scRNA-seq yield many molecular readouts that are hard to interpret by themselves. One way of summarizing this information is by inferring transcription factor (TF) activities from prior knowledge.
In this notebook we showcase how to use
decoupleR for transcription factor activity
inference with a down-sampled PBMCs 10X data-set. The data consists of 160
PBMCs from a Healthy Donor. The original data is freely available from 10x Genomics
from this webpage.
First, we need to load the relevant packages,
Seurat to handle scRNA-seq data
decoupleR to use statistical methods.
## We load the required packages library(Seurat) library(decoupleR) # Only needed for data handling and plotting library(dplyr) library(tibble) library(tidyr) library(patchwork) library(ggplot2) library(pheatmap)
Here we used a down-sampled version of the data used in the
We can open the data like this:
inputs_dir <- system.file("extdata", package = "decoupleR") data <- readRDS(file.path(inputs_dir, "sc_data.rds"))
We can observe that we have different cell types:
DimPlot(data, reduction = "umap", label = TRUE, pt.size = 0.5) + NoLegend()
DoRothEA is a comprehensive resource containing a curated collection of TFs and their transcriptional targets. Since these regulons were gathered from different types of evidence, interactions in DoRothEA are classified in different confidence levels, ranging from A (highest confidence) to D (lowest confidence). Moreover, each interaction is weighted by its confidence level and the sign of its mode of regulation (activation or inhibition).
For this example we will use the human version (mouse is also available) and we
will use the confidence levels ABC. We can use
decoupleR to retrieve it from
net <- get_dorothea(organism='human', levels=c('A', 'B', 'C')) net #> # A tibble: 32,277 × 4 #> source confidence target mor #> <chr> <chr> <chr> <dbl> #> 1 ADNP C ATF7IP 0.333 #> 2 ADNP C DYRK1A 0.333 #> 3 ADNP C TLK1 0.333 #> 4 ADNP C ZMYM4 0.333 #> 5 AHR C ARHGAP15 0.333 #> 6 AHR C ARID5B 0.333 #> 7 AHR B ASAP1 0.5 #> 8 AHR C CREB5 0.333 #> 9 AHR C CTNNA1 0.333 #> 10 AHR C CTNNA2 0.333 #> # … with 32,267 more rows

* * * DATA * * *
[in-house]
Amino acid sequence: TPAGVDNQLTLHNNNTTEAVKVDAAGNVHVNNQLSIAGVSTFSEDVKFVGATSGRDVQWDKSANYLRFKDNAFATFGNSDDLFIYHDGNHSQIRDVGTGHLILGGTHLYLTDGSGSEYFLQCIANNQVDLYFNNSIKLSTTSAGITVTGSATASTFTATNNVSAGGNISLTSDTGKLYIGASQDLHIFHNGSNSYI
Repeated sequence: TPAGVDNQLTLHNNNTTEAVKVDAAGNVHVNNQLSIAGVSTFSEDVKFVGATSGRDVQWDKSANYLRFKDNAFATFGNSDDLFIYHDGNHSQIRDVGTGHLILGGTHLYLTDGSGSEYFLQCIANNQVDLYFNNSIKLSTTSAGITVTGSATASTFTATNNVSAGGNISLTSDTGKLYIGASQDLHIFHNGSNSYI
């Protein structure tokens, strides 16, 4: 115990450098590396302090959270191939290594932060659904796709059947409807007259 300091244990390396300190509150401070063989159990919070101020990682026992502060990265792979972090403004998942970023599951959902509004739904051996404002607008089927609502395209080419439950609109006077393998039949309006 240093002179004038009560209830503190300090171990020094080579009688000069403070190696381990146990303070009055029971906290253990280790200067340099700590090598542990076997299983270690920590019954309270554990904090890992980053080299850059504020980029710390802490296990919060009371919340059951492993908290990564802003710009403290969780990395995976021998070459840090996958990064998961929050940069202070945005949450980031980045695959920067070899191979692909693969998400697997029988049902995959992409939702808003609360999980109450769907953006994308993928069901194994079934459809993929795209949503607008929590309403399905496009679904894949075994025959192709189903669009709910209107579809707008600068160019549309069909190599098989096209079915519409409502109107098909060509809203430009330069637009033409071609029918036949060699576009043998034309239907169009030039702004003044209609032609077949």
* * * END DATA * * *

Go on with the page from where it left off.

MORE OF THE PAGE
To infer activities we will run the Weighted Mean method (
wmean). It infers
regulator activities by first multiplying each target feature by its associated
weight which then are summed to an enrichment score
permutations of random target features can be performed to obtain a null
distribution that can be used to compute a z-score
norm_wmean, or a corrected
corr_wmean by multiplying
wmean by the minus log10 of the obtained
In this example we use
wmean but we could have used any other.
To see what methods are available use
decoupleR methods, we need an input matrix (
mat), an input prior
knowledge network/resource (
net), and the name of the columns of net that we
want to use.
# Extract the normalized log-transformed counts mat <- as.matrix(data@assays$RNA@data) # Run wmean acts <- run_wmean(mat=mat, net=net, .source='source', .target='target', .mor='mor', times = 100, minsize = 5) acts #> # A tibble: 131,520 × 5 #> statistic source condition score p_value #> <chr> <chr> <chr> <dbl> <dbl> #> 1 corr_wmean AHR AAACATACAACCAC-1 0.947 0.02 #> 2 corr_wmean AHR AAACGCTGTTTCTG-1 0.203 0.24 #> 3 corr_wmean AHR AACCTTTGGACGGA-1 1.49 0.02 #> 4 corr_wmean AHR AACGCCCTCGTACA-1 0.0682 0.56 #> 5 corr_wmean AHR AACGTCGAGTATCG-1 0.0285 0.36 #> 6 corr_wmean AHR AACTCACTCAAGCT-1 0.389 0.14 #> 7 corr_wmean AHR AAGATGGAAAACAG-1 0.173 0.24 #> 8 corr_wmean AHR AAGATTACCGCCTT-1 1.32 0.02 #> 9 corr_wmean AHR AAGCCATGAACTGC-1 0.560 0.08 #> 10 corr_wmean AHR AAGGTCTGCAGATC-1 0.149 0.28 #> # … with 131,510 more rows
From the obtained results, we will select the
norm_wmean activities and store
them in our object as a new assay called
# Extract norm_wmean and store it in tfswmean in pbmc data[['tfswmean']] <- acts %>% filter(statistic == 'norm_wmean') %>% pivot_wider(id_cols = 'source', names_from = 'condition', values_from = 'score') %>% column_to_rownames('source') %>% Seurat::CreateAssayObject(.) # Change assay DefaultAssay(object = data) <- "tfswmean" # Scale the data data <- ScaleData(data) data@assays$tfswmean@data <- data@firstname.lastname@example.org
This new assay can be used to plot activities. Here we observe the activity inferred for PAX5 across cells, which it is particulary active in B cells. Interestingly, PAX5 is a known TF crucial for B cell identity and function. The inference of activities from “foot-prints” of target genes is more informative than just looking at the molecular readouts of a given TF, as an example here is the gene expression of PAX5, which is not very informative by itself:
p1 <- DimPlot(data, reduction = "umap", label = TRUE, pt.size = 0.5) + NoLegend() + ggtitle('Cell types') p2 <- (FeaturePlot(data, features = c("PAX5")) & scale_colour_gradient2(low = 'blue', mid = 'white', high = 'red')) + ggtitle('PAX5 activity') DefaultAssay(object = data) <- "RNA" p3 <- FeaturePlot(data, features = c("PAX5")) + ggtitle('PAX5 expression') DefaultAssay(object = data) <- "tfswmean" p1 | p2 | p3